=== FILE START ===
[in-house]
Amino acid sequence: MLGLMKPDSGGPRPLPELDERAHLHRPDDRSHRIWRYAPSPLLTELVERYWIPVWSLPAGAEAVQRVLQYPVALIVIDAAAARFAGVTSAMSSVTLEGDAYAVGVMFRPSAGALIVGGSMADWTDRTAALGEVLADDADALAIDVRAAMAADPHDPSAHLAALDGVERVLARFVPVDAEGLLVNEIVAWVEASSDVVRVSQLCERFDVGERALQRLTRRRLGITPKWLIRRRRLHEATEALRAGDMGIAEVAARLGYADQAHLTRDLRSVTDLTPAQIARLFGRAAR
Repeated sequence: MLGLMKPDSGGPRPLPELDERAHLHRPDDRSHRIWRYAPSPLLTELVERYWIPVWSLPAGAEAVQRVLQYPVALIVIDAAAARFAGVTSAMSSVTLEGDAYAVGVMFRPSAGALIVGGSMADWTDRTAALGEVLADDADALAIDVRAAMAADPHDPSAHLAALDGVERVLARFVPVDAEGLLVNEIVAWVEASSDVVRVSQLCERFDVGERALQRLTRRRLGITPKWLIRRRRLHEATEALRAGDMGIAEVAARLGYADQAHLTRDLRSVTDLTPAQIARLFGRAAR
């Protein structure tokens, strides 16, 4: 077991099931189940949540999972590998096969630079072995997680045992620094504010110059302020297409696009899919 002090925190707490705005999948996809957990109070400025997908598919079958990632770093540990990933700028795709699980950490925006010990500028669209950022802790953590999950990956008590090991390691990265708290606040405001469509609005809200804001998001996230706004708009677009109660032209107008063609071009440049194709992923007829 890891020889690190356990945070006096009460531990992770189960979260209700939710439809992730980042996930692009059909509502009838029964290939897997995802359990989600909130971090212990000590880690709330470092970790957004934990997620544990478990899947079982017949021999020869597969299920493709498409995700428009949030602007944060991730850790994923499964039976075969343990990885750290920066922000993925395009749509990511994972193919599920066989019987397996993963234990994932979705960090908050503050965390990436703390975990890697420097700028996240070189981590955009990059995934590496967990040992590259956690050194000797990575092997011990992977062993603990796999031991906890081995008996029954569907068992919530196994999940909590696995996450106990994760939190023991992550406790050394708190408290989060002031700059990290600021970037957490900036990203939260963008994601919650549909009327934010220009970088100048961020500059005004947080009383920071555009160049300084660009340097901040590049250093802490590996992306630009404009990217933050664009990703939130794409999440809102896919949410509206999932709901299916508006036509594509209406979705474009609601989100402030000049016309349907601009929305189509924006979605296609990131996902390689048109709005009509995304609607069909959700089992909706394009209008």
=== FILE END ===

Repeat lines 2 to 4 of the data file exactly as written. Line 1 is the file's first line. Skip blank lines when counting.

Amino acid sequence: MLGLMKPDSGGPRPLPELDERAHLHRPDDRSHRIWRYAPSPLLTELVERYWIPVWSLPAGAEAVQRVLQYPVALIVIDAAAARFAGVTSAMSSVTLEGDAYAVGVMFRPSAGALIVGGSMADWTDRTAALGEVLADDADALAIDVRAAMAADPHDPSAHLAALDGVERVLARFVPVDAEGLLVNEIVAWVEASSDVVRVSQLCERFDVGERALQRLTRRRLGITPKWLIRRRRLHEATEALRAGDMGIAEVAARLGYADQAHLTRDLRSVTDLTPAQIARLFGRAAR
Repeated sequence: MLGLMKPDSGGPRPLPELDERAHLHRPDDRSHRIWRYAPSPLLTELVERYWIPVWSLPAGAEAVQRVLQYPVALIVIDAAAARFAGVTSAMSSVTLEGDAYAVGVMFRPSAGALIVGGSMADWTDRTAALGEVLADDADALAIDVRAAMAADPHDPSAHLAALDGVERVLARFVPVDAEGLLVNEIVAWVEASSDVVRVSQLCERFDVGERALQRLTRRRLGITPKWLIRRRRLHEATEALRAGDMGIAEVAARLGYADQAHLTRDLRSVTDLTPAQIARLFGRAAR
């Protein structure tokens, strides 16, 4: 077991099931189940949540999972590998096969630079072995997680045992620094504010110059302020297409696009899919 002090925190707490705005999948996809957990109070400025997908598919079958990632770093540990990933700028795709699980950490925006010990500028669209950022802790953590999950990956008590090991390691990265708290606040405001469509609005809200804001998001996230706004708009677009109660032209107008063609071009440049194709992923007829 890891020889690190356990945070006096009460531990992770189960979260209700939710439809992730980042996930692009059909509502009838029964290939897997995802359990989600909130971090212990000590880690709330470092970790957004934990997620544990478990899947079982017949021999020869597969299920493709498409995700428009949030602007944060991730850790994923499964039976075969343990990885750290920066922000993925395009749509990511994972193919599920066989019987397996993963234990994932979705960090908050503050965390990436703390975990890697420097700028996240070189981590955009990059995934590496967990040992590259956690050194000797990575092997011990992977062993603990796999031991906890081995008996029954569907068992919530196994999940909590696995996450106990994760939190023991992550406790050394708190408290989060002031700059990290600021970037957490900036990203939260963008994601919650549909009327934010220009970088100048961020500059005004947080009383920071555009160049300084660009340097901040590049250093802490590996992306630009404009990217933050664009990703939130794409999440809102896919949410509206999932709901299916508006036509594509209406979705474009609601989100402030000049016309349907601009929305189509924006979605296609990131996902390689048109709005009509995304609607069909959700089992909706394009209008």